But that’s not all that weird in comparison to some of the other seemingly straightforward requests I’ve made. My most recent item -“woman fight a giant snake” – has been very odd. Out of the half-dozen or so results I generated, at least half had multiple floating snakes. One had the snake’s mouth looking sort of inside-out (no fangs, though). Another had the snake’s mouth halfway down the body (and the head was nowhere to be seen). One result had the woman’s legs each turn into a snake’s tail (kind of like the Starbuck’s mermaid, but snake instead of fish; and also extending our of the picture). One had a third human leg, apparently connected to the snake’s body.

    I think you get the idea…

    It’s like the thing’s on drugs…

    1. Nearly every time (I’ll discuss the one exception later) I’ve seen yet another article or video about ChatGPT, I’ve wanted to scream, “It’s just a language model!” A language model, as opposed to a data model, has no inherent understanding of the concepts it’s talking about; it’s just predicting which word should come next in the sentence it’s generating, based on statistical analysis of the existing texts that its model has been trained on. I.e., it’s mimicking existing work done by real people. This is why ChatGPT can confidently (and with excellent grammar) assert facts that are completely wrong, or make up citations from nonexistent journals. (E.g., if there are real journals named, say, Science Today and Chemistry Research, it’ll be as likely to cite Science Research or Chemistry Today as to cite the real journals.)

      Thing is, it’s kind of hard to explain that concept to people who don’t have a background in computational linguistics. You have to do a lot of talking to explain the idea, and many people tune you out before you’re done.

      But to get across the idea of an AI that can create something that looks good (by mimicking existing work done by real people), but has no fundamental understanding of the work it’s mimicking… well, just show them a picture or two. Ones where the human’s legs are perfectly rendered… but there are three of them. Or just one leg, and not because the other leg ends in a stump. In other words, art that proves at a glance that the AI has no true understanding of the things it’s drawing. It doesn’t know that humans have two legs, two arms, and one head. It just “knows” that most of the art it’s imitating shows two legs and two arms. But because some of the art shows just one leg or one arm, it imitates that sometimes. The other arm or leg is behind scenery, but the AI doesn’t understand that.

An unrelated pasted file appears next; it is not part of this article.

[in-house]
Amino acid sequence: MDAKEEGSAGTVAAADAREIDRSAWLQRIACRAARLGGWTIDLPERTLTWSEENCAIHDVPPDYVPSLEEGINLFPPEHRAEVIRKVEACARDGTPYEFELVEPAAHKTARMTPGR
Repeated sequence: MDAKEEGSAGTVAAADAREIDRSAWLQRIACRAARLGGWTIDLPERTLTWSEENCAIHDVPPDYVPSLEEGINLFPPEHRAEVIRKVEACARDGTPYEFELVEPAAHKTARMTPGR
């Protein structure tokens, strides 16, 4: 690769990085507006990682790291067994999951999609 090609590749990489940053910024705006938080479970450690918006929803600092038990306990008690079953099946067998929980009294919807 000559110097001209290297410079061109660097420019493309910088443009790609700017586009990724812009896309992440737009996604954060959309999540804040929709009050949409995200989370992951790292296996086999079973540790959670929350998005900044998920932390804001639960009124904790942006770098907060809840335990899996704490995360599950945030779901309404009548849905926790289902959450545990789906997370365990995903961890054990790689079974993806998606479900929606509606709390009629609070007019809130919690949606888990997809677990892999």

So… if I want people to understand the fundamental limitations of ChatGPT, I should just show them some AI-generated art and talk about understanding the human body. All human artists do, and no AI does.

      1. The exception I mentioned is Tom Scott, whose Youtube channel I discovered a few months ago when he did a video on the Royal Game of Ur. (Featuring a British Museum curator named Irving Finkel, who looks exactly like how a British Museum curator named Irving Finkel should look like.) When Tom Scott did his video on ChatGPT, he repeated over and over, “It’s just a language model” in the video itself as he talked about how ChatGPT works and how it surprised him with the quality of its output.

        Kudos to Tom Scott for, unlike everyone else I’ve seen writing articles about ChatGPT, actually having a fundamental understanding of what he’s talking about.

        (Wait a minute… how sure am I that those other articles were written by actual humans and not by, say, ChatGPT?)

        1. Minor correction: Tom Scott’s video on the Royal Game of Ur was made nearly six years ago. When I said “I discovered [his channel] a few months ago when he did a video …” that gives you the impression the video is a few months old, because I phrased that poorly. The video was made in April 2017, and I discovered it more than five years later.

          1. All major AI research, as far as I understand it, has the same problem. They aren’t looking into “AI” as a sci fi nerd would understand it. They’ve got a relatively sophisticated language model that’s been curated with human input (read: humans picked the best responses from a list and the AI “learned” to weight those responses better than the nonsense text).

            There is no consciousness behind the code. Not even to the level of ants. If I were an “AI” researcher, I’d be more looking into the simplest life and working upwards from there. But that sort of thing doesn’t grab the grant money by the gonads, so what we get is a replacement for clickbait article authors. Buzzfeed, CNN hardest hit.